Format

Send to

Choose Destination
Eur Heart J. 2019 Dec 18. pii: ehz849. doi: 10.1093/eurheartj/ehz849. [Epub ahead of print]

Sleep patterns, genetic susceptibility, and incident cardiovascular disease: a prospective study of 385 292 UK biobank participants.

Fan M1,2, Sun D1,2, Zhou T1, Heianza Y1, Lv J2,3,4, Li L2, Qi L1,5.

Author information

1
Department of Epidemiology, School of Public Health and Tropical Medicine, Tulane University, 1440 Canal Street, Suite 1724, New Orleans, LA 70112, USA.
2
Department of Epidemiology and Biostatistics, School of Public Health, Peking University Health Science Center, 38 Xueyuan Road, Beijing 100191, China.
3
Key Laboratory of Molecular Cardiovascular Sciences (Peking University), Ministry of Education, 38 Xueyuan Road, Beijing 100191, China.
4
Peking University Institute of Environmental Medicine, 38 Xueyuan Road, Beijing 100191, China.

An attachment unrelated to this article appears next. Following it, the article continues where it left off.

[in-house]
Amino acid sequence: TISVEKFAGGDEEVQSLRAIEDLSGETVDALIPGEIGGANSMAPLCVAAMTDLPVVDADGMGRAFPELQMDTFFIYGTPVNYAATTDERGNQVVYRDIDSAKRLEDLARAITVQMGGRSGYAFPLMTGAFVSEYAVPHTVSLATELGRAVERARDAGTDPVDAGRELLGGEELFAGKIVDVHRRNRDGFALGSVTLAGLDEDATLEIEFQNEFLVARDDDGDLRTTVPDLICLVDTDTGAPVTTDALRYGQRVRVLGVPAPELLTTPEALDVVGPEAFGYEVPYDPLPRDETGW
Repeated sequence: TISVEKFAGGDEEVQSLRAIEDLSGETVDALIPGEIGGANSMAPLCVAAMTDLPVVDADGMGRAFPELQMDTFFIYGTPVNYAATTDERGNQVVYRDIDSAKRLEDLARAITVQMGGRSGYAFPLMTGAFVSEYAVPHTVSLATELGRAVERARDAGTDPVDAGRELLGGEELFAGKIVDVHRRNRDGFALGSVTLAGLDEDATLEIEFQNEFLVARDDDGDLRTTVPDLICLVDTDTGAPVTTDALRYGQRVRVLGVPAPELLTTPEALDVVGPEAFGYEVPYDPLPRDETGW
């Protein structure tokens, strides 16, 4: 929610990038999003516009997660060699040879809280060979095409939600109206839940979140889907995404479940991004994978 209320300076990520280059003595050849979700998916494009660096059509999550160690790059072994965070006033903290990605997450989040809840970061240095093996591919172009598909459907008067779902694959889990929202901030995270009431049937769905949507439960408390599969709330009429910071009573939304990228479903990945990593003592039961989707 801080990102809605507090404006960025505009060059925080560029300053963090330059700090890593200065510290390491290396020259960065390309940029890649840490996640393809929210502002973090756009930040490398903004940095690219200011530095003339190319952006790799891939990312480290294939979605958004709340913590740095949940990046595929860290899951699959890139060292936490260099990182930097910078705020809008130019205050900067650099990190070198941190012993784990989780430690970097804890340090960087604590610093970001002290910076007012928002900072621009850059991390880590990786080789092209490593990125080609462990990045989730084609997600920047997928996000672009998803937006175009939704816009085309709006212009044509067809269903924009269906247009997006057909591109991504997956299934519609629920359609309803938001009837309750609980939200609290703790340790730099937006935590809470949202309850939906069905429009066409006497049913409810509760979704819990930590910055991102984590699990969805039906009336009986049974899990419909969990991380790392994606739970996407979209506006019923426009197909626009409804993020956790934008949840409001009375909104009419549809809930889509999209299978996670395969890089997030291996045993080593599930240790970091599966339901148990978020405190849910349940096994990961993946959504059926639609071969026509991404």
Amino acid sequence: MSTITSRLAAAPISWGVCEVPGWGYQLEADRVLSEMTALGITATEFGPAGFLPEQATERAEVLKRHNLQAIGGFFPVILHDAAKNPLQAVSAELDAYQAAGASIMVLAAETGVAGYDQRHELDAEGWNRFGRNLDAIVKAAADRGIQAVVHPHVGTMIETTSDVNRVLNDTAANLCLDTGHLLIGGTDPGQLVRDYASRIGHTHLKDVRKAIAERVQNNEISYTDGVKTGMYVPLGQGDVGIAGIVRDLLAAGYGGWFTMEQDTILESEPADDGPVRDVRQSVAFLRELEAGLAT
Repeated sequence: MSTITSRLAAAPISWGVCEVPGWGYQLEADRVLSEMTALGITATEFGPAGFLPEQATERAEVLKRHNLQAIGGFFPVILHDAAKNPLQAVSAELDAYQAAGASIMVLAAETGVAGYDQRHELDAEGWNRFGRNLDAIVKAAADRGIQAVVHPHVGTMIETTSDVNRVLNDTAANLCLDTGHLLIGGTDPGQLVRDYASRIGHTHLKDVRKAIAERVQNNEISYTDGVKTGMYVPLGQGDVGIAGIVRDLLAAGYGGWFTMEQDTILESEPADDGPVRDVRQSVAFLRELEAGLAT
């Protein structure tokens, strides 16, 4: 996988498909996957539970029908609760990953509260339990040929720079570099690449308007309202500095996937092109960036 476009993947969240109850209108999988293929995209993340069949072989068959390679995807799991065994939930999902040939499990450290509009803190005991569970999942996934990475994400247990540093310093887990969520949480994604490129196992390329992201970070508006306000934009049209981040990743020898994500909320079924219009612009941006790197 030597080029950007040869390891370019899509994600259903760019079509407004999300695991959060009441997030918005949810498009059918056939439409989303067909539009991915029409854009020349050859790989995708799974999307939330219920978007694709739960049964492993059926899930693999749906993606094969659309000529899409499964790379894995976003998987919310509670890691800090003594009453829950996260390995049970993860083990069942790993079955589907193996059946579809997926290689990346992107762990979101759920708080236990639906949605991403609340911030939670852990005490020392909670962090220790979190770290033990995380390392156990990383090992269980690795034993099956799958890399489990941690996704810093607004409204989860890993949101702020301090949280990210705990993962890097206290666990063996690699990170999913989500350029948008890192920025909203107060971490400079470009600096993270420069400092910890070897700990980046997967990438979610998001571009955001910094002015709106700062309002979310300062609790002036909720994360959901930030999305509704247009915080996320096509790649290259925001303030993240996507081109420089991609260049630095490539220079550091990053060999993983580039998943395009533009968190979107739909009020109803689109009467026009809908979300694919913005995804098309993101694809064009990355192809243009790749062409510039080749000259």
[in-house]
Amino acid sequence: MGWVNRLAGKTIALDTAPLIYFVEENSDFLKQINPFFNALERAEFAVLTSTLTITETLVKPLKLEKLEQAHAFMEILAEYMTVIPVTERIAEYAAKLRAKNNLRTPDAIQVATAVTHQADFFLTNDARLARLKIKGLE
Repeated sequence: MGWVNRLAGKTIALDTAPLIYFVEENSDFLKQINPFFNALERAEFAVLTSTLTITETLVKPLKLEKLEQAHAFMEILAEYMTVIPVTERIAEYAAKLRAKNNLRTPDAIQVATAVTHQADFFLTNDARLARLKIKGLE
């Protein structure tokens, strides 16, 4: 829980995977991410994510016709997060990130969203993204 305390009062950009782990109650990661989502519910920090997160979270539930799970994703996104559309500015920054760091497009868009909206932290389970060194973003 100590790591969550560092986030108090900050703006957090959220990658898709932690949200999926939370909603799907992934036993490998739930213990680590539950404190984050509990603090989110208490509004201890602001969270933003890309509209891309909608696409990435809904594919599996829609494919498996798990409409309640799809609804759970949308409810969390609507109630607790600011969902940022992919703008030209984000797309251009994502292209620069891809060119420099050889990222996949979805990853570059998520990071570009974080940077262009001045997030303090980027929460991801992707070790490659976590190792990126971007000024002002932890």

5
Department of Nutrition, Harvard T.H. Chan School of Public Health, 677 Huntington Ave, Boston, MA 02115, USA.

Abstract

AIMS:

To quantify the association of combined sleep behaviours and genetic susceptibility with the incidence of cardiovascular disease (CVD).

METHODS AND RESULTS:

This study included 385 292 participants initially free of CVD from UK Biobank. We newly created a healthy sleep score according to five sleep factors and defined the low-risk groups as follows: early chronotype, sleep 7-8 h per day, never/rarely insomnia, no snoring, and no frequent excessive daytime sleepiness. Weighted genetic risk scores of coronary heart disease (CHD) or stroke were calculated. During a median of 8.5 years of follow-up, we documented 7280 incident CVD cases including 4667 CHD and 2650 stroke cases. Compared to those with a sleep score of 0-1, participants with a score of 5 had a 35% (19-48%), 34% (22-44%), and 34% (25-42%) reduced risk of CVD, CHD, and stroke, respectively. Nearly 10% of cardiovascular events in this cohort could be attributed to poor sleep pattern. Participants with poor sleep pattern and high genetic risk showed the highest risk of CHD and stroke.

CONCLUSION:

In this large prospective study, a healthy sleep pattern was associated with reduced risks of CVD, CHD, and stroke among participants with low, intermediate, or high genetic risk.

KEYWORDS:

Cardiovascular disease; Genetic predisposition to disease; Sleep behaviour

PMID:
31848595
DOI:
10.1093/eurheartj/ehz849

Supplemental Content

Full text links

Icon for Silverchair Information Systems
Loading ...
Support Center